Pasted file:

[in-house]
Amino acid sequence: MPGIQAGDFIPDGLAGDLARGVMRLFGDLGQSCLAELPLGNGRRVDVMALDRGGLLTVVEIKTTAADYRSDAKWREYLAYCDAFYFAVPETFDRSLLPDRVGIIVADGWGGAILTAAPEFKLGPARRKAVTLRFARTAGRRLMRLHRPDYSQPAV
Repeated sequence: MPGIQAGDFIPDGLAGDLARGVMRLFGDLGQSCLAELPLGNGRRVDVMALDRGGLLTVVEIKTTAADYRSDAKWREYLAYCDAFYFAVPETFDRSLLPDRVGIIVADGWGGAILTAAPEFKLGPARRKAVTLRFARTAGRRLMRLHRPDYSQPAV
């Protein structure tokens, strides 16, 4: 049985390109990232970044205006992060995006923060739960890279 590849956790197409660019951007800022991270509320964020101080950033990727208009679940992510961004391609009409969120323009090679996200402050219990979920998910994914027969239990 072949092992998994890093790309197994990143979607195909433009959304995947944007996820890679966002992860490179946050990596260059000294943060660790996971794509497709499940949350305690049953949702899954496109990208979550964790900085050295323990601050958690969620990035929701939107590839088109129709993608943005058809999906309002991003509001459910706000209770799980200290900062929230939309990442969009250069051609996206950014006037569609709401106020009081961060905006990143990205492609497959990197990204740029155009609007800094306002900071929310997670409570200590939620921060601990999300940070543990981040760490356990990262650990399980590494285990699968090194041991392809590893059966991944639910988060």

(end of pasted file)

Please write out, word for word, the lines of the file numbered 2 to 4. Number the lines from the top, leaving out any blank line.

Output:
Amino acid sequence: MPGIQAGDFIPDGLAGDLARGVMRLFGDLGQSCLAELPLGNGRRVDVMALDRGGLLTVVEIKTTAADYRSDAKWREYLAYCDAFYFAVPETFDRSLLPDRVGIIVADGWGGAILTAAPEFKLGPARRKAVTLRFARTAGRRLMRLHRPDYSQPAV
Repeated sequence: MPGIQAGDFIPDGLAGDLARGVMRLFGDLGQSCLAELPLGNGRRVDVMALDRGGLLTVVEIKTTAADYRSDAKWREYLAYCDAFYFAVPETFDRSLLPDRVGIIVADGWGGAILTAAPEFKLGPARRKAVTLRFARTAGRRLMRLHRPDYSQPAV
């Protein structure tokens, strides 16, 4: 049985390109990232970044205006992060995006923060739960890279 590849956790197409660019951007800022991270509320964020101080950033990727208009679940992510961004391609009409969120323009090679996200402050219990979920998910994914027969239990 072949092992998994890093790309197994990143979607195909433009959304995947944007996820890679966002992860490179946050990596260059000294943060660790996971794509497709499940949350305690049953949702899954496109990208979550964790900085050295323990601050958690969620990035929701939107590839088109129709993608943005058809999906309002991003509001459910706000209770799980200290900062929230939309990442969009250069051609996206950014006037569609709401106020009081961060905006990143990205492609497959990197990204740029155009609007800094306002900071929310997670409570200590939620921060601990999300940070543990981040760490356990990262650990399980590494285990699968090194041991392809590893059966991944639910988060």